- Obama Lie: “You had a bipartisan group of senators, including Republicans who are in leadership in the Senate, calling for what effectively was about $2 trillion above the Republican baseline that they’ve been working off of. What we said was give us $1.2 trillion in additional revenues.”
Truth: The negotiations just before breakdown called for $800 billion in new taxes (not $1.2 trillion), but after the Gang of Six plan came out, Obama demanded another $400 billion in new taxes: a 50% increase.
- Obama Lie: “I’m not pointing the finger at anyone.” Then, remarkably, in the next breath stated that Democrats have bent over backward and Republicans were not working toward a solution.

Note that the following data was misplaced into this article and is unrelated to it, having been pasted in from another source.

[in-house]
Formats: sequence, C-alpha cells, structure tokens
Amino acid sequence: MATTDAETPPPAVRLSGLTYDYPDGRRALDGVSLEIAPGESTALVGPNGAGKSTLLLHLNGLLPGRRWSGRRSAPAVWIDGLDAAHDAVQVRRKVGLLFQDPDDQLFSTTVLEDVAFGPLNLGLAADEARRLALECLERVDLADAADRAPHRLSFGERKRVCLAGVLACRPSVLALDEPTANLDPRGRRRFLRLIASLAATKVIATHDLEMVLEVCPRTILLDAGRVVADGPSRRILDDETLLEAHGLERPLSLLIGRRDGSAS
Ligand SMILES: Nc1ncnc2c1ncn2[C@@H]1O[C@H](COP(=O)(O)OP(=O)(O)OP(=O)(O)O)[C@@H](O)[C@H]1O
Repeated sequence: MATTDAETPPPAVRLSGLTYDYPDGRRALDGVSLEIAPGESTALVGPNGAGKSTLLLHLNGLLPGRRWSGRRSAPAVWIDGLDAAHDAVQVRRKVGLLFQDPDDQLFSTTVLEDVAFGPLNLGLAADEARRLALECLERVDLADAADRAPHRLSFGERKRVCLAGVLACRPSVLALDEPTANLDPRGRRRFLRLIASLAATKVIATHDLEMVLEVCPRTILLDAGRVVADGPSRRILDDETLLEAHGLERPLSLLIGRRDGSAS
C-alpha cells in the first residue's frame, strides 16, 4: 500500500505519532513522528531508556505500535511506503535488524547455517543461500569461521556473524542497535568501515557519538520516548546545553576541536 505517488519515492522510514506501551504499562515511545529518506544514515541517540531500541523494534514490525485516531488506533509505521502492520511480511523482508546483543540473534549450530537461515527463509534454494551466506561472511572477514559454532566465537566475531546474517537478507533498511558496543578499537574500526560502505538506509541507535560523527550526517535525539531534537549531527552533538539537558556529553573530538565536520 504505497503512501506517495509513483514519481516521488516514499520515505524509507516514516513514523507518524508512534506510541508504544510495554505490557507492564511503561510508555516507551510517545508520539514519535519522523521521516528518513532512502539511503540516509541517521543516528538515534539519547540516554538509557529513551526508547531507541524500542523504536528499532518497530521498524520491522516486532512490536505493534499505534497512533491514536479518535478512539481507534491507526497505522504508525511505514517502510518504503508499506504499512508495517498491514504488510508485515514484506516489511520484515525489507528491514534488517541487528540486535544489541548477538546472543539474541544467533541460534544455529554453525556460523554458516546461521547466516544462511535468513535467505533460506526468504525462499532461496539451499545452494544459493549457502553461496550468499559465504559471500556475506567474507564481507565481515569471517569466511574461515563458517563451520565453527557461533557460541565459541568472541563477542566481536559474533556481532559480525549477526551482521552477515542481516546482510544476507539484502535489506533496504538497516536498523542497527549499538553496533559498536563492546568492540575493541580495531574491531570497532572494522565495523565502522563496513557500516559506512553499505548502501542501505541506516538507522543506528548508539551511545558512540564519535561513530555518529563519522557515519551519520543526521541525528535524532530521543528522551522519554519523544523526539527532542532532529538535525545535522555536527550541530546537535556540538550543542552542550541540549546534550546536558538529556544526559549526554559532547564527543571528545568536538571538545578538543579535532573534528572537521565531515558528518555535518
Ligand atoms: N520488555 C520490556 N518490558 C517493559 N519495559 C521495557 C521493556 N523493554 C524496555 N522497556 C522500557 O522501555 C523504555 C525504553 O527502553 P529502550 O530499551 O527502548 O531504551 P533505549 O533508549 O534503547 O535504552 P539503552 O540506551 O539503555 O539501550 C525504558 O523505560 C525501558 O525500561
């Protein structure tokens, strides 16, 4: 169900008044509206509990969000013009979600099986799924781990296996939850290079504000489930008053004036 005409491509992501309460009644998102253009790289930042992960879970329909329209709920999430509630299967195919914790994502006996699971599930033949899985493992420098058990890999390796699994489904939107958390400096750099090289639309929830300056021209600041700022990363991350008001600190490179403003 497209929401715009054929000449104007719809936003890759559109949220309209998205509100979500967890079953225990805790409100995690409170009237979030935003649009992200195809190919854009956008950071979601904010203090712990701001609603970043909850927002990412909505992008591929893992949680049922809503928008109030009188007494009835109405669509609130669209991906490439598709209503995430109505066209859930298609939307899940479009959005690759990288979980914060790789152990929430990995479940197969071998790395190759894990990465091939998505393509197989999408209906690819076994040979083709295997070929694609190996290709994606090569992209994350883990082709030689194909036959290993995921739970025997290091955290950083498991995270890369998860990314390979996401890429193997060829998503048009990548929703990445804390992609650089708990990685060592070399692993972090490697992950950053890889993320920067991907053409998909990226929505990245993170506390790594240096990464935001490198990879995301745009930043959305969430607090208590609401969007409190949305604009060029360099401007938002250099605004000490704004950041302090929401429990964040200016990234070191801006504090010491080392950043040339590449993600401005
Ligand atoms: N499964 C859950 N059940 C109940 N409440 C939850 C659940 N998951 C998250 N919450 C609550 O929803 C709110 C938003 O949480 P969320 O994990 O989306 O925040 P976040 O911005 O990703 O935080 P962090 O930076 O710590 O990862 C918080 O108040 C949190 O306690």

- Obama Lie: “businesses that are trying to make payroll, all of them could end up being impacted as a consequence of a default.”
Truth: Obama is arguing that a default will cause increased interest rates, which will have “adverse consequences.” Putting aside the fact that failing to increase the debt limit will not result in a default unless Obama chooses to default, even a default and the increased interest rates will have little if any effect on most “businesses that are trying to make payroll.” Unlike the US government, the vast majority of businesses do not borrow money to pay their employees. Even if interest rates did rise, payroll payments for most businesses would stay the same.